WM: The floods have obliterated the country’s infrastructure in terms of schools, hospitals, bridges and roads. Houses have been swept away, farm lands are destroyed and the farmers who were already living at subsistence level have nothing left. We are talking destruction worth billions of dollars. The poor who have lost everything and are sitting under the open skies and in the camps are drinking contaminated water and getting sick. In different areas, water-borne diseases have been reported to especially affect women and children, who are always the most vulnerable under these circumstances. No, my loved ones are fine and healthy, but the camps and shelters of the flood relief victims are rife with all kinds of diseases.

LD: From the outside, it seems much of Pakistan’s political unrest is the result of widespread poverty. Yet you seem to remain hopeful. How and why do you maintain hope?

WM: The Western media keeps harping on about poverty spawning the political unrest and turmoil in Pakistan. It is simply not true. It is the policies of America and its cronies that common people of Pakistan despise. And it is across the board. From the poor rickshaw driver to a person like me who has studied in America and has seen and read the world. We see eye to eye when it comes to the hyprocrisies of America and its allies. No amount of U.S. aid pumping billions to raise the standard of living of poor is going to help build the image of America in Pakistan. I remain hopeful because I know the people of Pakistan are not extremists or terrorists. On the contrary, we are one of the most hospitable people in the world. I am not being overly nationalistic–I’m saying it from my experience as a travel documentary filmmaker. I have traveled the length and breadth of this country and know its pulse quite well. We have been used as a buffer state to further the interests of the U.S. and its allies in this region of immense strategic value.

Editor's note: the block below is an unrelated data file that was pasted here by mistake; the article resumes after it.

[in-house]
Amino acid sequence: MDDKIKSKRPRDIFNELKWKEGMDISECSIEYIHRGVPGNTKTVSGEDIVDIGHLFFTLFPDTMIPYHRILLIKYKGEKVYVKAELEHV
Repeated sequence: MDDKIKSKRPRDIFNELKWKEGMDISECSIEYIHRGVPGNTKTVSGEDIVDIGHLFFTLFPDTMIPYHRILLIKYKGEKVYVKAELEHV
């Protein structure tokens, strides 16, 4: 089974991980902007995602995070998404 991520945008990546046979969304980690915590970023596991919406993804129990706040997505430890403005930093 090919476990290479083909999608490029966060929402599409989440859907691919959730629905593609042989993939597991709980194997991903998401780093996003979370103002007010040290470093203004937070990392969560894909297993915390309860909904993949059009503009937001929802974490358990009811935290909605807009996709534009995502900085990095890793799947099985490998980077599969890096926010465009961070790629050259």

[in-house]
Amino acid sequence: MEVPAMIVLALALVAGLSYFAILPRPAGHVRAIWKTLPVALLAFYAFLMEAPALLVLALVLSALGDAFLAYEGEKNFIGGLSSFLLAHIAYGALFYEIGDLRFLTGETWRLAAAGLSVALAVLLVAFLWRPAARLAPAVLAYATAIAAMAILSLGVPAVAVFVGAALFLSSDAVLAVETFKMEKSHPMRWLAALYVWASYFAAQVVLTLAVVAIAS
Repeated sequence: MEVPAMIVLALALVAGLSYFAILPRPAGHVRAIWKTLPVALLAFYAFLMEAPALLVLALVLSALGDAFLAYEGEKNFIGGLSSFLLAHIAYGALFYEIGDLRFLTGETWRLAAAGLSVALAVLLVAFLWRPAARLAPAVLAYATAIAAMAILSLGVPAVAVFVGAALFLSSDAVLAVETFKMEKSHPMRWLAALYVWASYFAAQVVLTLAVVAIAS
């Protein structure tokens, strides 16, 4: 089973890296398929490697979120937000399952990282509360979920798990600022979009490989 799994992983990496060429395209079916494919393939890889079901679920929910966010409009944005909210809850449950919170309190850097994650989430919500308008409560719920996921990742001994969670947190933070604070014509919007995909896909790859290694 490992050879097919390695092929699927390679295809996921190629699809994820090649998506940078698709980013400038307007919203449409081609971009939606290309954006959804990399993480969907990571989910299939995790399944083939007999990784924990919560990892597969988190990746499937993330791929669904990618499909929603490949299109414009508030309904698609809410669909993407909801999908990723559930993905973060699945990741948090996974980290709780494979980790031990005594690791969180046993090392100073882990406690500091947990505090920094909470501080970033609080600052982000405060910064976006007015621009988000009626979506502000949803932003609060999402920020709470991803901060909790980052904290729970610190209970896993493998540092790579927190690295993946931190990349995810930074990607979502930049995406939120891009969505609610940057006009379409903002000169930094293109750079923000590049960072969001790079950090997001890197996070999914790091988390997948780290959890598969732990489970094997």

LD: Specifically, what have you been doing with the relief efforts? I know there’s so much to do–how do you prioritize what needs to be done first?